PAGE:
Every March 17 around the world, people dress up in the colour green, attend parties and celebrations, and raise a pint of Guinness beer to the patron saint of Ireland, St. Patrick. Celebrating the feast of Ireland’s patron saint goes back a long time — to the 5th century. Today in Ireland, it’s more of a party for St. Patrick, as this religious and cultural festival is celebrated around the country with festivals, parades, fireworks, pints and plenty of green. St. Patrick’s Day (referred to as St. Paddy’s Day by the locals) has an interesting history and an equally interesting modern expression.
Historically, the day commemorated Saint Patrick and the arrival of Christianity in Ireland. In medieval times, the Irish would celebrate the Feast of St. Patrick with a pilgrimage to a sacred place (usually a holy well or chapel) and a mass or prayers held on the holy location. This was followed with festivals involving food, music, dancing and games. Since St. Patrick’s Day fell during Lent, Christians welcomed this break from the austere rules observed during the season. Even those who had sworn off alcohol for Lent would often treat themselves to a tot of pota Phádraig (Patrick’s Pot) to honor Ireland’s patron saint.
Today, St. Patrick’s Day highlights Irish heritage and culture. Across Ireland, different regions and towns have their own unique ways to celebrate one of Ireland’s biggest holidays.
Ireland’s capital city is home to the biggest St. Paddy’s Day celebration in the country. Hundreds of thousands of people take to the streets, decked out in wild and fantastical green costumes, to celebrate with an extravagant four-day festival. Dublin hosts an elaborate parade, themed events, a treasure hunt through the city, street performers, guided pub crawls and an awe-inspiring fireworks show over the Liffey river. Both locals and plenty of overseas visitors attend Dublin’s St. Patrick’s Day festivities.
Dublin holds the distinction of holding the largest St. Patrick’s Day parade in Ireland. But the celebration of March 17 with a parade did not actually come from Ireland, instead it started in New York City in 1762. Irish soldiers serving in the English army marched through the streets of New York to celebrate St. Paddy’s Day. The idea was a success and quickly spread to Ireland.
Galway, located on Ireland’s west coast, is a popular alternative to Dublin’s crowd-crushing celebration. In classic coastal style, the festival is more laid-back, with a heavy focus on arts and culture. Galway is in fact known for its arts culture, and this reputation is reflected in the dynamic, arts-centred celebration. This vibrant town has been celebrating St. Patrick’s Day with a big parade for more than 113 years. A local theatre group, called the Macnas, recently included more performers, dancers and actors in the festival, keeping it a lively, engaging event. The Galway St. Patrick’s Day celebrations also feature comedy, children’s art and plenty of live music.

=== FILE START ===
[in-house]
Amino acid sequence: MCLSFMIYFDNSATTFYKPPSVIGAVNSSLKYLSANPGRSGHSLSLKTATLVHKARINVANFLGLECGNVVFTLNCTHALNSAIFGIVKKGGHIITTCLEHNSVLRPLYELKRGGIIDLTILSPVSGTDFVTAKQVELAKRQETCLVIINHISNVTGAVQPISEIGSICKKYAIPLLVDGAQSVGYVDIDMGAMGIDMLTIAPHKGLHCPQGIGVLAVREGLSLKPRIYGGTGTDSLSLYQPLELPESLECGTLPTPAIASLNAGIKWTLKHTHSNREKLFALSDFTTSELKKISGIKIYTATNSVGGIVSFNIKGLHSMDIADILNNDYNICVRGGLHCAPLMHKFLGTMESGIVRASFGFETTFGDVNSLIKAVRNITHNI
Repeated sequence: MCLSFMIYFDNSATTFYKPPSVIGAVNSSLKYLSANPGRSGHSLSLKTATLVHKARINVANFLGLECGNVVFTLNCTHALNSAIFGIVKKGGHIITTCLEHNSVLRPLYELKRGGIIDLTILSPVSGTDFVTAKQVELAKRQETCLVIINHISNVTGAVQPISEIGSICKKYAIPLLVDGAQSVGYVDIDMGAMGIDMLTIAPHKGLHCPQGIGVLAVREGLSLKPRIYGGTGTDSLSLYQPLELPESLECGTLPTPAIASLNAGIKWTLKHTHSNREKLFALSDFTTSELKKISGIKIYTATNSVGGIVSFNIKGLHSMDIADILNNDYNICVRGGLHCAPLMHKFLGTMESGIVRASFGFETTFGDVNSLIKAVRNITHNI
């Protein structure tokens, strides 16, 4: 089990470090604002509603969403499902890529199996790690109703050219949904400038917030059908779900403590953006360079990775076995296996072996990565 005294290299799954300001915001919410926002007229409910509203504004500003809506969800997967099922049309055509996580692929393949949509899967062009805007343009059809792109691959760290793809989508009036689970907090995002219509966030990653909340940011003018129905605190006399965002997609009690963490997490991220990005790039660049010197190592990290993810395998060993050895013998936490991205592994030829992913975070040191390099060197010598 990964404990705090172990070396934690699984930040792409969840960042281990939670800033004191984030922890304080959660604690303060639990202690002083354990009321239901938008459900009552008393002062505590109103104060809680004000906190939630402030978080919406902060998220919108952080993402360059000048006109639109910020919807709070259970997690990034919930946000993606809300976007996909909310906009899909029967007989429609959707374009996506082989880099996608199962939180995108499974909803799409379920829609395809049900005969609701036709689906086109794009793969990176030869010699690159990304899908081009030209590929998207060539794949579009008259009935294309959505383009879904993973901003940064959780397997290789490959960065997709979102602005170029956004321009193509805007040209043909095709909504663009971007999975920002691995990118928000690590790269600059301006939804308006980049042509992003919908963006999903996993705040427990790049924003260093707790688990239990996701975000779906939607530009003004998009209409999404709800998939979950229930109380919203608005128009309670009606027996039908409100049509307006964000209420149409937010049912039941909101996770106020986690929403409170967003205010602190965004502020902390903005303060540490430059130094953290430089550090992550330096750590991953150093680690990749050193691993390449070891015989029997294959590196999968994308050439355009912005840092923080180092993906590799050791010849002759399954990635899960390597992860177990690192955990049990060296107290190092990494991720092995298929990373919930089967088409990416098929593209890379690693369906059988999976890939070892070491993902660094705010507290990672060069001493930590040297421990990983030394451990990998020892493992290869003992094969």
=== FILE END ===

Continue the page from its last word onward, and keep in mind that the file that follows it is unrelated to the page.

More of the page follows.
Ireland’s second-largest city and home to its second-largest St. Patrick’s Day festival (though Downpatrick would argue otherwise), Cork kicks off St. Patrick’s Day with big bands and the best of traditional Irish music. Festival-goers can enjoy comedy, performers (including magicians, circus performers, puppeteers and jugglers), plenty of tasty food to try and a large parade. Cork’s St. Paddy’s Day party includes arts and sporting events, music and a crafts market. There are also large-scale floats and street theatre installations. The town of Dipsey, near Cork, boasts the shortest St. Paddy’s Day parade, which covers a whopping 100m (328 ft) between two pubs in the village!
Home to a stunning 800-year-old castle and one of the most beautiful historic towns in Ireland, Kilkenny is a picturesque place to enjoy the day (and the setting may just transport travellers back to medieval times). Another of Ireland’s arts and culture centres, the focus of this St. Patrick’s Day festival is on Ireland’s heritage and culture. Kilkenny’s events include many international musicians and artists, the classic Irish parade, food-focussed events in pubs, and even a party in the castle.
Downpatrick and Cork often duke it out for the title of the town with the second largest St. Paddy’s Day party outside of Dublin. Located in County Down in Northern Ireland, Downpatrick is rumoured to be the burial location of St. Patrick himself, making it a notable location to celebrate the saint’s feast. One of Ireland’s most historic towns, Downpatrick spares no expense to honour its namesake and throw a huge party to celebrate over the St. Patrick’s Day weekend.
G Adventures runs a number of departures in Ireland encompassing a wide range of departure dates and activities to cater to different tastes. We’re thrilled at the prospect of showing you this big blue planet of ours — check out our small group trips here.